With the instability of the region and the inefficient handling of the Syrian Refugee Crisis, the Lebanese government’s inadequacy was noticed. According to various local opinions, the Lebanese government has been functioning without a president for the past three years due to the unamendable division within the parliament. The current strategy in dealing with the displaced people involves placing large populations into rundown compounds located within busy cities and in tents throughout the outlands while providing them with a small pension for food and utilities. Unfortunately with the displaced groups, their lives are based in the streets and at the mercy of their geographic location and god.
Liam in the Balkans
“You’re traveling where? The Balkans? Why?!”
This was a question I was frequently asked after informing my friends and family of my intentions after Africa. Well that is, only with the few geographically acquainted friends and family whom I could skip the explanation of where exactly the Balkans were on the world map.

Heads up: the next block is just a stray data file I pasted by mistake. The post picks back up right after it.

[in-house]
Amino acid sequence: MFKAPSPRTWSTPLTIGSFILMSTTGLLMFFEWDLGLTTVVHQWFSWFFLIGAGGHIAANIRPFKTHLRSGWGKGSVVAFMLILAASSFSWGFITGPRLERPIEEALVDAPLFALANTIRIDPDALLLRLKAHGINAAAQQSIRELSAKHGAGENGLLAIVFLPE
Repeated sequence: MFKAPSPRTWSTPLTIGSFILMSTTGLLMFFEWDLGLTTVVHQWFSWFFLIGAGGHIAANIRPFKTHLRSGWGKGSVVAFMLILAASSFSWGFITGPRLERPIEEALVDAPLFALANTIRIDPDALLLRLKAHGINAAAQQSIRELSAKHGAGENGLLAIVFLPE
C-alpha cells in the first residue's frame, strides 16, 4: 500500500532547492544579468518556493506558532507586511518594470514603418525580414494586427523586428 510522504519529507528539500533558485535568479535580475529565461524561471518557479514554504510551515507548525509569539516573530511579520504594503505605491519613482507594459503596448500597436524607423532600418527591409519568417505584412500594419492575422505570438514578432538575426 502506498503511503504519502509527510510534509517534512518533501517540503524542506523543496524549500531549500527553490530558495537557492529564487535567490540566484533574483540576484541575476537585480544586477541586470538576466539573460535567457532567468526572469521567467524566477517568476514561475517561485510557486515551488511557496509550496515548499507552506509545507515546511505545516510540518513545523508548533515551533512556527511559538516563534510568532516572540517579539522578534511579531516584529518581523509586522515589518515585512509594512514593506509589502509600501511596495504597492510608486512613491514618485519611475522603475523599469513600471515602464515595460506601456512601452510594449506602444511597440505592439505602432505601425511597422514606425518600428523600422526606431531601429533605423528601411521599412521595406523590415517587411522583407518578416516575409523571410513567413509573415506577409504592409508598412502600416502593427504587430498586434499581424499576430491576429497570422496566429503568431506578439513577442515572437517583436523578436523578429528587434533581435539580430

In the beginning, I answered that deliciously-flavored, heavy foods, precious historical treasures, dynamic cultural identities, and secret geographical wonders were my compelling appeals, but after more research and the unfolding of current events on the news, I also realized that I had an opportunity to absorb much more than traditional vacation splendors. Amidst the glamour that these countries offered to foreign travelers, there was another side, undeniable in nature, which peculiarly roused my interests.
Situated above the Mediterranean, east of Turkey, and northwest of conflicted Syria, the Balkan Peninsula has been made a path by resettling Syrian and non-syrian Syrian refugees who have intentions of settling in Central or Western Europe. Before migrating however, they are faced with the difficult decision of either embarking on a dangerous and expensive boat ride across the Mediterranean or migrating across the arduous terrains of Turkey. Along with the high costs and risks, many are emotionally harrowed as they are forced to leave close-friends and family defenseless and vulnerable to the dangers that prompted their painful decisions to leave.